We are paying more in pubs, restaurants and on household bills as price rises hit seven year peak


We are paying more in pubs, restaurants and on household bills as price rises hit seven year peak

Sharpest rise in prices since 2012 new figures from the

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INFLATION has risen sharply due to higher prices for alcohol and food bought in restaurants and pubs, higher rents and rises in the cost of heating and lighting homes.

An increase in air fares and higher prices for diesel and petrol also contributed to the annual inflation rate hitting 1.7pc in April, according to the Central Statistics Office.

It is the sharpest rise in prices since 2012.

Ever-rising rents and higher interest being paid on mortgage loans were listed by the CSO as contributing to the overall rise in prices. Rents for private dwellings were up 5.4pc in the year in April.

The cost of electricity, gas and home-heating oil were all dearer in April compared with a year ago, as suppliers impose price rises.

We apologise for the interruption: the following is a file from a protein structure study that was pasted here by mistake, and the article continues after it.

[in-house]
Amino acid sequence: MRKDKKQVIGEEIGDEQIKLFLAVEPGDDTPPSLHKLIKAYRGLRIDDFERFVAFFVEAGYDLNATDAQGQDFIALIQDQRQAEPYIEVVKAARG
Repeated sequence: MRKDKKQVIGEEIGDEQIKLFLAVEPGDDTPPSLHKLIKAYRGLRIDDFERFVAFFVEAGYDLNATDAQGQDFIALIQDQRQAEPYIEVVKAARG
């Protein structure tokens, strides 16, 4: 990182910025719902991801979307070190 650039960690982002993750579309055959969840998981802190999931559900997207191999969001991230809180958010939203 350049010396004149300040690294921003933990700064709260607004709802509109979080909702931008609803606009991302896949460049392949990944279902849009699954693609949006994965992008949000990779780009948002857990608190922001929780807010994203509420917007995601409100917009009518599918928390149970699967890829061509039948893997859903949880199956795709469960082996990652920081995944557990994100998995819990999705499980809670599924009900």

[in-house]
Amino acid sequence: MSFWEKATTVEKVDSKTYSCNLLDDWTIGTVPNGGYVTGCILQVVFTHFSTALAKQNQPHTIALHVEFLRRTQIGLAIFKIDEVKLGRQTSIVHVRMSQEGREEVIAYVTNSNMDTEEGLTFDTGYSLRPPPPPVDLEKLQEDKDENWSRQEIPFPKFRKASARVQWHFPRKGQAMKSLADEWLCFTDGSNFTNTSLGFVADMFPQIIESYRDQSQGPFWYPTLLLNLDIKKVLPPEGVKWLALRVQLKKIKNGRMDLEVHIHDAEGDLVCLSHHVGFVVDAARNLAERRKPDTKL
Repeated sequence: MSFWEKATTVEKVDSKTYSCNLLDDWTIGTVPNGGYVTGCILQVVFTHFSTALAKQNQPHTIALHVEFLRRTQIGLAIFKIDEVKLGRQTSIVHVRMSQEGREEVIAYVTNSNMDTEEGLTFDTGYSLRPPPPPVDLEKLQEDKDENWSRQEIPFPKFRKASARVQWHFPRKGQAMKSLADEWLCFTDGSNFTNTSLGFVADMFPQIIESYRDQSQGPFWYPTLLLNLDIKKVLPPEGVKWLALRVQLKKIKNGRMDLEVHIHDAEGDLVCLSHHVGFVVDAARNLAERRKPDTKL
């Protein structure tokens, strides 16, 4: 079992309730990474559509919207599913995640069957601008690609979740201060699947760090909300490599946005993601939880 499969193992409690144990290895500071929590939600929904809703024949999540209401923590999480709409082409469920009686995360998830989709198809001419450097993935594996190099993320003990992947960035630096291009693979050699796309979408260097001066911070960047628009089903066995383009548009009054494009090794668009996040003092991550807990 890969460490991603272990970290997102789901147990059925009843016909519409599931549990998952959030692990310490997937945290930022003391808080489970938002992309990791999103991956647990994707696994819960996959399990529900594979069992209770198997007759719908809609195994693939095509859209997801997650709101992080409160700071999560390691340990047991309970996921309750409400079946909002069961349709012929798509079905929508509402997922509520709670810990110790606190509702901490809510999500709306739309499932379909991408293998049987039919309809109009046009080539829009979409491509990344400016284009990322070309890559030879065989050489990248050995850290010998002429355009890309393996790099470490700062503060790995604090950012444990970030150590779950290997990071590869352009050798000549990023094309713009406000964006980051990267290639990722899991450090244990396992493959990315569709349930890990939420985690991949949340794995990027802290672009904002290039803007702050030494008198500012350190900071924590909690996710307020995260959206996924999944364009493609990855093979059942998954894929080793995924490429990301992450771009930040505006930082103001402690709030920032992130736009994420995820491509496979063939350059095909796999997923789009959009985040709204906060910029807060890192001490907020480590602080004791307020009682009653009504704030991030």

Diesel costs were almost 7pc higher in the year, with the price of petrol 3pc higher. Air fares were up almost 20pc in the month compared with last year. The cost of wholesale oil prices are being blamed for higher transport costs.

The cost of eating out continues to rise, after the valued added tax (Vat) rate on the hospitality and services sectors was restored to 13.5pc at the start of the year.

Prices in restaurants and hotels rose by almost 4pc mainly due to an increase in the cost of hotel accommodation and higher prices for alcoholic drinks and food consumed in licensed premises, restaurants and cafes.

Newspapers and periodicals prices were up by 7.5pc in the year to April.

Meanwhile, a separate index shows the prices of groceries were up by 2.6pc annually over the Easter period, the fastest since August 2016.

Price inflation across the big five supermarkets as well as at M&S, Boots, Spar, and Centra, is confirmed in the latest report by market research firm Kantar.


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Up to now grocery prices have hardly moved, due to the slump in the value of sterling compared with the euro due to Brexit plans. A large volume of the goods on supermarket shelves are sourced from the UK.

Online Editors